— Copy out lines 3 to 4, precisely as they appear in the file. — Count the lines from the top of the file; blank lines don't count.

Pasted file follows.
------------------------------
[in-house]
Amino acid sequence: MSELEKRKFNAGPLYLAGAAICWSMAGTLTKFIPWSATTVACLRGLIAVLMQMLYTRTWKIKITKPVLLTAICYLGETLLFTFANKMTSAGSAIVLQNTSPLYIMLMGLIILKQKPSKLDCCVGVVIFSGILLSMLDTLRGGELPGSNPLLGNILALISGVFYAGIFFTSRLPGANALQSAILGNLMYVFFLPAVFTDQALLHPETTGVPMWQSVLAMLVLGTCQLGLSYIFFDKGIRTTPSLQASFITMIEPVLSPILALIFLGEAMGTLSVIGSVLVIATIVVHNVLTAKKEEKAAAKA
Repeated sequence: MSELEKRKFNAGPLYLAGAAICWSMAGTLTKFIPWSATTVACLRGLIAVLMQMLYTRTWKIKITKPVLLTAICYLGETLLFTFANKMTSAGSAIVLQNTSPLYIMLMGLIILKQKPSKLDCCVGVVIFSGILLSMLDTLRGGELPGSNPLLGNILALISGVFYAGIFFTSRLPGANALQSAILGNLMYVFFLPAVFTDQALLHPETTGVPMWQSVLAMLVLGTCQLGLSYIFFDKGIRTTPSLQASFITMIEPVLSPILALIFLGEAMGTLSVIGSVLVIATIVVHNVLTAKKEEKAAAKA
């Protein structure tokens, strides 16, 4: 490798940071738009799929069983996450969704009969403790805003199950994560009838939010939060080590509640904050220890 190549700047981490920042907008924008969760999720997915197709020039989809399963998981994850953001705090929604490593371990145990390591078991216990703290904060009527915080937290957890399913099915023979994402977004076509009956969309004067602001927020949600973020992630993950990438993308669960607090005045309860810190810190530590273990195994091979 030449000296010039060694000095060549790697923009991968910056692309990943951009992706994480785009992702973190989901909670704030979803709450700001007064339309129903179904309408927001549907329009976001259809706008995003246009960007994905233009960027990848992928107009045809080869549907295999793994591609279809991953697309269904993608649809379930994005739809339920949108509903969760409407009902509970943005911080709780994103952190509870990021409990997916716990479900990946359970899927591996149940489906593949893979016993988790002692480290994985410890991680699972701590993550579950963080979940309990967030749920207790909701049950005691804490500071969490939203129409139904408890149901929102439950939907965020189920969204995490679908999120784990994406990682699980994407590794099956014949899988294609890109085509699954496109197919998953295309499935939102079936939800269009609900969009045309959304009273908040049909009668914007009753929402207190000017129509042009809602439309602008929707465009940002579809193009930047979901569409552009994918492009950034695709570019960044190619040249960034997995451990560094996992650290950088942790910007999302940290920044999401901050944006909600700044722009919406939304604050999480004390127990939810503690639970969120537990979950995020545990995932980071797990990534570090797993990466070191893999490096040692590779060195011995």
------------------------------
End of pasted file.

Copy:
Repeated sequence: MSELEKRKFNAGPLYLAGAAICWSMAGTLTKFIPWSATTVACLRGLIAVLMQMLYTRTWKIKITKPVLLTAICYLGETLLFTFANKMTSAGSAIVLQNTSPLYIMLMGLIILKQKPSKLDCCVGVVIFSGILLSMLDTLRGGELPGSNPLLGNILALISGVFYAGIFFTSRLPGANALQSAILGNLMYVFFLPAVFTDQALLHPETTGVPMWQSVLAMLVLGTCQLGLSYIFFDKGIRTTPSLQASFITMIEPVLSPILALIFLGEAMGTLSVIGSVLVIATIVVHNVLTAKKEEKAAAKA
């Protein structure tokens, strides 16, 4: 490798940071738009799929069983996450969704009969403790805003199950994560009838939010939060080590509640904050220890 190549700047981490920042907008924008969760999720997915197709020039989809399963998981994850953001705090929604490593371990145990390591078991216990703290904060009527915080937290957890399913099915023979994402977004076509009956969309004067602001927020949600973020992630993950990438993308669960607090005045309860810190810190530590273990195994091979 030449000296010039060694000095060549790697923009991968910056692309990943951009992706994480785009992702973190989901909670704030979803709450700001007064339309129903179904309408927001549907329009976001259809706008995003246009960007994905233009960027990848992928107009045809080869549907295999793994591609279809991953697309269904993608649809379930994005739809339920949108509903969760409407009902509970943005911080709780994103952190509870990021409990997916716990479900990946359970899927591996149940489906593949893979016993988790002692480290994985410890991680699972701590993550579950963080979940309990967030749920207790909701049950005691804490500071969490939203129409139904408890149901929102439950939907965020189920969204995490679908999120784990994406990682699980994407590794099956014949899988294609890109085509699954496109197919998953295309499935939102079936939800269009609900969009045309959304009273908040049909009668914007009753929402207190000017129509042009809602439309602008929707465009940002579809193009930047979901569409552009994918492009950034695709570019960044190619040249960034997995451990560094996992650290950088942790910007999302940290920044999401901050944006909600700044722009919406939304604050999480004390127990939810503690639970969120537990979950995020545990995932980071797990990534570090797993990466070191893999490096040692590779060195011995």